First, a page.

The second major area is Central Asia, dubbed as Russia’s “soft underbelly,” which entered the sphere of Turkish interests after the collapse of the USSR. Specifically, starting in 1993, Turkey stood behind the creation of the first regional organizations, including, among others, the International Organization of Turkic Culture (Türksoy).

A pivotal milestone that showcased Turkey’s regional success was the emergence of the Cooperation Council of Turkic-Speaking States (Turkic Council) in 2009. The latter offers its members multifaceted cooperation in the fields of economy, science, education, transportation, customs, and tourism.

Russian commentators and experts agree that a combination of Russia’s own mistakes – the foreign policy blunders of the 1990s and the derogatory treatment of foreign workers from Central Asia, which, incidentally, continues – and Ankara’s proactive position has led to the gradual erosion of Russia’s regional “soft power.” Another uninviting regional news for Russia came after an informal summit of the Turkic Council on March 31, 2021 which declared the city of Turkistan in southern Kazakhstan as “The spiritual capital of the Turkic world.”

Coupled with Kazakhstani determination to boost its ties with China through the Belt and Road Initiative (BRI) and the diminishing role of the Russian language – trendy in the whole macro-region – this news is yet another cause for worry, signaling Russia’s forfeiture of its formerly strong stance in Kazakhstan, a member of the Eurasian Economic Union, to both China and Turkey.

These developments, however, tarnish in comparison with another regional trend. Starting in 2020, Ankara has profoundly increased its activities in the fields of military-technical cooperation, offering its services and (para)military education to regional players, including Uzbekistan and Kyrgyzstan. This has resulted in growing pro-Turkish sentiments and strengthening of the pro-Turkish lobby among the local military-political elite. In effect, Central Asia, a region where some countries are challenged with security threats, could largely benefit from the experience Turkey could offer in the area of counterterrorism and/or non-linear (para)military operations.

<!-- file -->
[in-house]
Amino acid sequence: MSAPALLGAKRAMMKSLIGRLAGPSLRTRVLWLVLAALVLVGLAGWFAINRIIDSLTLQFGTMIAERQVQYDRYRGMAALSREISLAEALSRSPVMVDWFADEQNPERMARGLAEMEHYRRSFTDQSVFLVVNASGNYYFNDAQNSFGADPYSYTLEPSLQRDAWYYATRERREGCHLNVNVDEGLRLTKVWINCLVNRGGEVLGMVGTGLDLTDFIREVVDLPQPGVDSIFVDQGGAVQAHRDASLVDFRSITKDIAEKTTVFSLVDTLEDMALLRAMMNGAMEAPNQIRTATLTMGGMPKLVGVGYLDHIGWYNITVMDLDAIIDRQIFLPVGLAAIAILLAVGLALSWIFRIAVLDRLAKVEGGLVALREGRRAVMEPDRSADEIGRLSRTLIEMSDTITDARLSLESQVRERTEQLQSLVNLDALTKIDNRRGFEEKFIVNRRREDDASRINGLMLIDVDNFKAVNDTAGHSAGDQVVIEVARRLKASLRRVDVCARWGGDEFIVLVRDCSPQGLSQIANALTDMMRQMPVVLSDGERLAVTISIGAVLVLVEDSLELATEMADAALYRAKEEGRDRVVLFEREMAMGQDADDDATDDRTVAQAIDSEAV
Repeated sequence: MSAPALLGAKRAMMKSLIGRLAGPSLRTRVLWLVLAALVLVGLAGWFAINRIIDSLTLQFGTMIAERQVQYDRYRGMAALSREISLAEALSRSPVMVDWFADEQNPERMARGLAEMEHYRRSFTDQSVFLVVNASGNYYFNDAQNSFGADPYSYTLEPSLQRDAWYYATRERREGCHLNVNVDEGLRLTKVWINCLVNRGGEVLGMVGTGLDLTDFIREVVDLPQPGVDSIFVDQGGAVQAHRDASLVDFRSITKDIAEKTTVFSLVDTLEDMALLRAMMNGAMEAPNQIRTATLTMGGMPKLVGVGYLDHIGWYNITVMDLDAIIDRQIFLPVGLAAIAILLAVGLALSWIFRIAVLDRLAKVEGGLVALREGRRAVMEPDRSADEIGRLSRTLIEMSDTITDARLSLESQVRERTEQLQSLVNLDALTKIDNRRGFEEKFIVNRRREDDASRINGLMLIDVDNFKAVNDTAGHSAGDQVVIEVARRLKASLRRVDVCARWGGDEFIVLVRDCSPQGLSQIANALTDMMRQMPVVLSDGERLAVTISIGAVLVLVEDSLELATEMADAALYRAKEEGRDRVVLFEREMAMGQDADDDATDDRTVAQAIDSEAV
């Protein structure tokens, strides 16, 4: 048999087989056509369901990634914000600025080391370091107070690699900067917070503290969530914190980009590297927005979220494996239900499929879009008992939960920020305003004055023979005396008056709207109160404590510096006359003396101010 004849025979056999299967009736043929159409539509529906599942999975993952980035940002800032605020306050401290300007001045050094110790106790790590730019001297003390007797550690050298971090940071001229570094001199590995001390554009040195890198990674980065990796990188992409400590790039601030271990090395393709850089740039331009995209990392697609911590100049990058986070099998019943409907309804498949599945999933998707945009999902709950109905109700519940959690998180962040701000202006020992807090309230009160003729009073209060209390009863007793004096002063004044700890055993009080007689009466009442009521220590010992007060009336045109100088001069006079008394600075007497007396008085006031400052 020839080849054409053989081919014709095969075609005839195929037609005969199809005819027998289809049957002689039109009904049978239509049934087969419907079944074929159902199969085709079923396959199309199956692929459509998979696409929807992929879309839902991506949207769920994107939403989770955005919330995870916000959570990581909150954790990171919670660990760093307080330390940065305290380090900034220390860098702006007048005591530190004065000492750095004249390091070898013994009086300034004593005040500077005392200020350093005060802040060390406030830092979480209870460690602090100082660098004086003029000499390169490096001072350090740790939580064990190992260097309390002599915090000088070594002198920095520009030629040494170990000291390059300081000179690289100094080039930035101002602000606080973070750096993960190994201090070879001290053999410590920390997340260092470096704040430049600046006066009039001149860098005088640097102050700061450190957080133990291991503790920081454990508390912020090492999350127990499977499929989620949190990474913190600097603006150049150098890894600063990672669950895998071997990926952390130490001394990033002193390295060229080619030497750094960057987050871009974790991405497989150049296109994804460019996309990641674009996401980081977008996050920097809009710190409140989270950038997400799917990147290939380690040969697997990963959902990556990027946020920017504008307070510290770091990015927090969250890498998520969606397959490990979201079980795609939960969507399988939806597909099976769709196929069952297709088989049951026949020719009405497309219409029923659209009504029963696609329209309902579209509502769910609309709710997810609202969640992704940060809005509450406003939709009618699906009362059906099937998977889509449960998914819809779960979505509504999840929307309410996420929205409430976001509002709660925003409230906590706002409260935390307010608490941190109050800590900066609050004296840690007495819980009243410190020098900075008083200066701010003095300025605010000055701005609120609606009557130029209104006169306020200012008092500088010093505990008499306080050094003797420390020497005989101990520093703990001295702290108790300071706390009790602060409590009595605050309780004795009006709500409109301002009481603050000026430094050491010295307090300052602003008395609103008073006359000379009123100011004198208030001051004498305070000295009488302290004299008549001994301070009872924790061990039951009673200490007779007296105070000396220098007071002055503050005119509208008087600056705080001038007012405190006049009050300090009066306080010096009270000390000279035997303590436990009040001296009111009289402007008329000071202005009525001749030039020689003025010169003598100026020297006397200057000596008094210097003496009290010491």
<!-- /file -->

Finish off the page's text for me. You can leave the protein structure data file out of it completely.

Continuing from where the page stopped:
In this regard, it must be understood that Ankara’s increasing participation in Central Asian military-political affairs gravely upsets Russia from a moral-ideological point of view. For decades, Russia has perceived itself as an exclusive provider of military-technical assistance to Central Asian countries – perhaps, the only remaining vestige of former Soviet regional dominance. However, this seems to be withering down. Even though some influential Russian thinkers are calling on the Russian leadership to “learn the Soviet mistakes and renounce from ambitions in Central Asia,” it is dubious whether the Russian leadership is prepared to do so.

The third area of concern is premised on Turkey’s growing activities along the entire Caspian – Black Sea regional nexus. On the one hand, Russian analysists share the opinion that Turkey’s success in backing Azerbaijan in the recent conflict with Armenia has not only tarnished Russia’s own reputation in South Caucasus, but has also become an important milestone in Turkey’s regional influence.

At the time, Russian experts also admitted that Turkey could try to capitalize on this success by projecting its business and economic interests to Central Asia via South Caucasus, de facto connecting the Black and the Caspian Sea regions. It is worth noting Turkish President Recep Tayyip Erdoğan’s remark on the Trans-Caspian International Transport Route (TITR) as connecting the two seas and thus de facto putting Turkey on par with China in the region. Under this scenario, Turkey could hypothetically become a key transportation hub in Eurasia, and at the same time, marginalize Russia and its grossly overloaded Trans-Siberian Railway.

For now, mainstream Russian thinkers and experts while still considering the “Great Turan” to be a “dormant project,” nevertheless admit that this concept is gaining popularity in the Turkic-speaking world, and is profoundly amplified by Turkey’s military successes and growing assertiveness.

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Dr. Sergey Sukhankin is a Senior Fellow at the Jamestown Foundation, and an Advisor at Gulf State Analytics (Washington, D.C.). He received his PhD from the Autonomous University of Barcelona. His areas of interest include Kaliningrad and the Baltic Sea region, Russian information and cyber security, A2/AD and its interpretation in Russia, the Arctic region, and the development of Russian private military companies since the outbreak of the Syrian Civil War.